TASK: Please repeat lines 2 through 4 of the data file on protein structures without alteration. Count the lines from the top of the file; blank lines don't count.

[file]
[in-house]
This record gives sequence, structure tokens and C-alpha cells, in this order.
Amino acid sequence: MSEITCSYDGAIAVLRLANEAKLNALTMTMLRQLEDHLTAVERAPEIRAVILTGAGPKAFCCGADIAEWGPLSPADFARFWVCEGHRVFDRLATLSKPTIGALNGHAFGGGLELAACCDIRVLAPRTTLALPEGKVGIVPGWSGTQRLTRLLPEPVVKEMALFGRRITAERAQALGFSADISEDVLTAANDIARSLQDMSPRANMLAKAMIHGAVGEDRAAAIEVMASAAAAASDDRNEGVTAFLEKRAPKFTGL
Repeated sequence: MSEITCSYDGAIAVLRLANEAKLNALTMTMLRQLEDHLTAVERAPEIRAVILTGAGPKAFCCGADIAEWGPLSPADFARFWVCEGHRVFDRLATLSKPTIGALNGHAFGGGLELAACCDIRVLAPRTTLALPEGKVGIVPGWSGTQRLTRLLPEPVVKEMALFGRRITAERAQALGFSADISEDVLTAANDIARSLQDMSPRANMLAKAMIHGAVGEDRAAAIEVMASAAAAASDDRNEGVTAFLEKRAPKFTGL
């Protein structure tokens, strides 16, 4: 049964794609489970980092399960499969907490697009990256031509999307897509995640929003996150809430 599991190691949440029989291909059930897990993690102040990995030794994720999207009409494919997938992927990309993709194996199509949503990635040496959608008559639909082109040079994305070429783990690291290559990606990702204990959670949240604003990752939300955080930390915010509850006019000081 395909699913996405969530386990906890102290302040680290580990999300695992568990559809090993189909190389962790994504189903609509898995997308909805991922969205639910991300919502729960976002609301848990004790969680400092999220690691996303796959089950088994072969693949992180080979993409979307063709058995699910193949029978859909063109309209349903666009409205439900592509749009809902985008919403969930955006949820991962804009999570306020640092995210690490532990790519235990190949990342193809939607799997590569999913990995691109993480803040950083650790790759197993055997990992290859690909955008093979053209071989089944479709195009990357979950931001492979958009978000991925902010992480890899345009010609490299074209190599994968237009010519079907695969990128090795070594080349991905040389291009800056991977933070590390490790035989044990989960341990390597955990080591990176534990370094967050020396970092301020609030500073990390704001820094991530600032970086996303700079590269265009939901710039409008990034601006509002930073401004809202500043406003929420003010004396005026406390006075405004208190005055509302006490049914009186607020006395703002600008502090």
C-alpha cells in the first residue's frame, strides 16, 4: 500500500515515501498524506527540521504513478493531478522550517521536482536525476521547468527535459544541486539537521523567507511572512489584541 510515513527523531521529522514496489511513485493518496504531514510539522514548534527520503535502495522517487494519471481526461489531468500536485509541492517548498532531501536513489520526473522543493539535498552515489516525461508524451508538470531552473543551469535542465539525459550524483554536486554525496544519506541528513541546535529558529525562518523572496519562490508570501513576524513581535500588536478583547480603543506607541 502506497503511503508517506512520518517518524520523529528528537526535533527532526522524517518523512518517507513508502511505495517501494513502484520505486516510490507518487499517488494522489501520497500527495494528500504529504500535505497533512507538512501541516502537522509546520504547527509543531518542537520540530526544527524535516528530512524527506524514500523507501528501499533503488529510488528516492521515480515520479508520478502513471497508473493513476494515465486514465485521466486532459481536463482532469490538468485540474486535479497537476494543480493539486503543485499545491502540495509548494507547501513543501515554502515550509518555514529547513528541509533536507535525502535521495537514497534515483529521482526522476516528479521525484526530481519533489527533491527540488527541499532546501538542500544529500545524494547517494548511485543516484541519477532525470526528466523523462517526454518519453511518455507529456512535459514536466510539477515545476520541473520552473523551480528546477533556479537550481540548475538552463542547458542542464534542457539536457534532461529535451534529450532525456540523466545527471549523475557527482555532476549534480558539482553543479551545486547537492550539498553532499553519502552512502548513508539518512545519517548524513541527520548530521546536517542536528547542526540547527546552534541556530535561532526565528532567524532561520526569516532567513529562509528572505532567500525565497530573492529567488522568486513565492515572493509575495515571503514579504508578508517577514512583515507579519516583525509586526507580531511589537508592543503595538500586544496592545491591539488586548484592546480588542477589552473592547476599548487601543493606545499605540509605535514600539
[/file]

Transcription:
This record gives sequence, structure tokens and C-alpha cells, in this order.
Amino acid sequence: MSEITCSYDGAIAVLRLANEAKLNALTMTMLRQLEDHLTAVERAPEIRAVILTGAGPKAFCCGADIAEWGPLSPADFARFWVCEGHRVFDRLATLSKPTIGALNGHAFGGGLELAACCDIRVLAPRTTLALPEGKVGIVPGWSGTQRLTRLLPEPVVKEMALFGRRITAERAQALGFSADISEDVLTAANDIARSLQDMSPRANMLAKAMIHGAVGEDRAAAIEVMASAAAAASDDRNEGVTAFLEKRAPKFTGL
Repeated sequence: MSEITCSYDGAIAVLRLANEAKLNALTMTMLRQLEDHLTAVERAPEIRAVILTGAGPKAFCCGADIAEWGPLSPADFARFWVCEGHRVFDRLATLSKPTIGALNGHAFGGGLELAACCDIRVLAPRTTLALPEGKVGIVPGWSGTQRLTRLLPEPVVKEMALFGRRITAERAQALGFSADISEDVLTAANDIARSLQDMSPRANMLAKAMIHGAVGEDRAAAIEVMASAAAAASDDRNEGVTAFLEKRAPKFTGL